She calls the first chapter of her version Taoing, emphasising process and flow, and the need to stay open to uncertainties and ambiguities. The text both acknowledges that words over-define experience (thus limiting and distorting it) and understands the need to use them (otherwise why write it?) When taoing, we hold such points of tension. For they are the key to imagining mystery.

“The way you can go

isn’t the real way,

The name you can say

isn’t the real name.

Heaven and earth

begin in the unnamed:

name’s the mother

of the ten thousand things.

So the unwanting soul

sees what’s hidden,

and the ever-wanting soul

sees only what it wants.

Two things, one origin,

but different in name,

whose identity is mystery,

Mystery of all mysteries!

The door to the hidden.”

Lao Tzu Tao Te Ching: A Book About the Way and the Power of the Way Boston & London: Shambhala A new English version by Rrsula K. Le Guin, with the collaboration of J. P. Seaton, Professor of Chinese, University of North Carolina, Chapel Hill.

THE TAO OF URSULA K LE GUIN

“The Tao Te Ching is partly in prose, partly in verse; but as we define poetry now, not by rhyme and meter but as a patterned intensity of language, the whole thing is poetry. I wanted to catch that poetry, its terse, strange beauty. Most translations have caught meanings in their net, but prosily, letting the beauty slip through. And in poetry, beauty is no ornament; it is the meaning. It is the truth. We have that on good authority.

“Scholarly translations of the Tao Te Ching as a manual for rulers use a vocabulary that emphasises the uniqueness of the Taoist ‘sage’, his masculinity, his authority. This language is perpetuated, and degraded, in most modern versions. I wanted a Book of the Way accessible to a present-day, unwise, unpowerful, and perhaps unmale reader, not seeking esoteric secrets, but listening for a voice that speaks to the soul. I would like that reader to see why people have loved the book for twenty-five hundred years.

“It is the most lovable of all the great religious texts, funny, keen, kind, modest, indestructibly outrageous, and inexhaustibly refreshing. Of all the deep springs, this is the purest water. To me, it is also the deepest spring.”

Ursula K. Le Guin, introducing her own English version of the Tao Te Ching*

*Lao Tzu Tao Te Ching: A Book about the Power and the Way Boston & London: Shambhala, 1998 (A new English version by Ursula K. Le Guin, with the collaboration of J.P. Seaton, Professor of Chinese, University of North Carolina, Chapel Hill)

DAILY CULTIVATION

“Whatever system of spirituality you practice, do it every day. If it is prayer, then pray every day. If it is meditation, then meditate every day. If it is exercise, then exercise every day. … This methodical approach is reassuring in several ways. First, it provides you with a process and a means to maintain progress even if that particular day is not inspiring or significant. Just to practice is already good. Secondly, it gives you a certain faith. If you practice every day, it is inevitable that you gain from it. Thirdly, constant practice gives you a certain satisfaction. … [You} can take comfort from the momentum it has given you”.

There have been times in my life when I have followed this approach and times when I have not. I have had a daily practice for the last twelve years and I’m expecting this to continue. For all my inquiring, my looking at different traditions and perceived gains in insight, the pattern and form of my practice has been stable for eight years now. I like it that way for the reasons given by Deng Ming-Tao above. The pattern and form itself holds me up and sustains me. It is one of the things that gives my life a context – more than anything other than close personal relationships.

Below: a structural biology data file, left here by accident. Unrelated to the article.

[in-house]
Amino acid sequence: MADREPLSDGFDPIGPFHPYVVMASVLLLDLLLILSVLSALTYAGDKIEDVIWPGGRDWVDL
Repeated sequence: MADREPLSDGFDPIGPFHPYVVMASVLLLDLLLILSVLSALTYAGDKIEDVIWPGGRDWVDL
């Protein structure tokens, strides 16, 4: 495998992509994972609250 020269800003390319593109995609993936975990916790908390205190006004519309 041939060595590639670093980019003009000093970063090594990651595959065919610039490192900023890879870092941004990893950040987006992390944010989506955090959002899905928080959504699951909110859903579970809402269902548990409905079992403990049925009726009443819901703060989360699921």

(1) Deng Ming-Tao 365 Tao Daily Meditations New York, NY: HarperOne, 1992

PNEUMA: THE DIVINE BREATH

Some years ago, this phrase suddenly appeared during a breath meditation: the movement of the breath and stillness in the breath. Meaning has developed gradually. The movement of the breath feels entirely natural, and a comfort to attend to mindfully. Stillness signals another dimension within and behind the movement. In a world like ours, it is a great thing to experience stillness, however fleetingly. There is something healing about it, and it is not dependent on formal meditation. A brief time out can be enough to make a difference.

Going a little deeper has offered more. The quality of stillness cues me in to the ‘not-I-not-other-than-I’ experience. From a Sophian standpoint, traditionally a Gnostic one, I think of the Greek word pneuma which means both ‘breath’ and ‘spirit’. Gnostic teacher Stephan Hoeller says: “in Gnosticism pneuma is a spark sprung from the divine flame, and by knowing the pneuma the Gnostic automatically knows the spiritual source from whence it has come … to know one’s deepest self is tantamount to knowing God”. (1)

In my discussions of non-duality, I have generally held to non-theistic language, using terms like ‘Awareness’, ‘Being’, ‘Emptiness’, ‘Fullness’, ‘Openness’, ‘Original Nature’, ‘True Nature’ or ‘Tao’. I have avoided ‘God’ or ‘Spirit’, though in the context of non-duality all these terms point the same way. Yet I have worked with an Ama-Aima breath and mantra meditation, where Ama is the transcendent aspect of the Divine Mother and Aima the immanent aspect. In the myth of Sophia, Ama-Aima is her name as Mother.

I feel more urgently drawn into the orbit of Sophia. C.G Jung, important to modern Gnosticism as well as analytic psychology, believed that we can find ourselves held – almost possessed – by an image of the Divine that calls to us. The call is from beyond our personal will. How we respond is up to us, with consequences attached to any choice. Gnosticism speaks through intuition, imagination and metaphor: in this current, imagery matters. My image is that of Sophia. It is not new, but it is becoming more vivid.